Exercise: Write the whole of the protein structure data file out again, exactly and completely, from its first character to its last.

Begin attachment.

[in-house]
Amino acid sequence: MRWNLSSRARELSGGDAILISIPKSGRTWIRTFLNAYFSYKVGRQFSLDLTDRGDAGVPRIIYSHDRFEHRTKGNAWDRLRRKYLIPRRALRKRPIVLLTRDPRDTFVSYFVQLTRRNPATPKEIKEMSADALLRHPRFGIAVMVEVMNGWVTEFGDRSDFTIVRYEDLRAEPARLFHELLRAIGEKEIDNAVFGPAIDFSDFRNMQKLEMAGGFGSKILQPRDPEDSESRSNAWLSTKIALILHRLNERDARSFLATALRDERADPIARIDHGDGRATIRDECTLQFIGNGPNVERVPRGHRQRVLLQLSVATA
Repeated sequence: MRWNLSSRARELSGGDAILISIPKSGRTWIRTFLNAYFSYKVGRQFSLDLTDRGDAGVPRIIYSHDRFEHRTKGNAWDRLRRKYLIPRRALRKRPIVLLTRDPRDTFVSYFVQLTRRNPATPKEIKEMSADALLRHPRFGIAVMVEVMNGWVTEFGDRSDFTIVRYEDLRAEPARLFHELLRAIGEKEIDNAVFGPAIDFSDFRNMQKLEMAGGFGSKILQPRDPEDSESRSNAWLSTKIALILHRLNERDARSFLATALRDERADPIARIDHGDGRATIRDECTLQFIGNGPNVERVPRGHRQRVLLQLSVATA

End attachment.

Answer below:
[in-house]
Amino acid sequence: MRWNLSSRARELSGGDAILISIPKSGRTWIRTFLNAYFSYKVGRQFSLDLTDRGDAGVPRIIYSHDRFEHRTKGNAWDRLRRKYLIPRRALRKRPIVLLTRDPRDTFVSYFVQLTRRNPATPKEIKEMSADALLRHPRFGIAVMVEVMNGWVTEFGDRSDFTIVRYEDLRAEPARLFHELLRAIGEKEIDNAVFGPAIDFSDFRNMQKLEMAGGFGSKILQPRDPEDSESRSNAWLSTKIALILHRLNERDARSFLATALRDERADPIARIDHGDGRATIRDECTLQFIGNGPNVERVPRGHRQRVLLQLSVATA
Repeated sequence: MRWNLSSRARELSGGDAILISIPKSGRTWIRTFLNAYFSYKVGRQFSLDLTDRGDAGVPRIIYSHDRFEHRTKGNAWDRLRRKYLIPRRALRKRPIVLLTRDPRDTFVSYFVQLTRRNPATPKEIKEMSADALLRHPRFGIAVMVEVMNGWVTEFGDRSDFTIVRYEDLRAEPARLFHELLRAIGEKEIDNAVFGPAIDFSDFRNMQKLEMAGGFGSKILQPRDPEDSESRSNAWLSTKIALILHRLNERDARSFLATALRDERADPIARIDHGDGRATIRDECTLQFIGNGPNVERVPRGHRQRVLLQLSVATA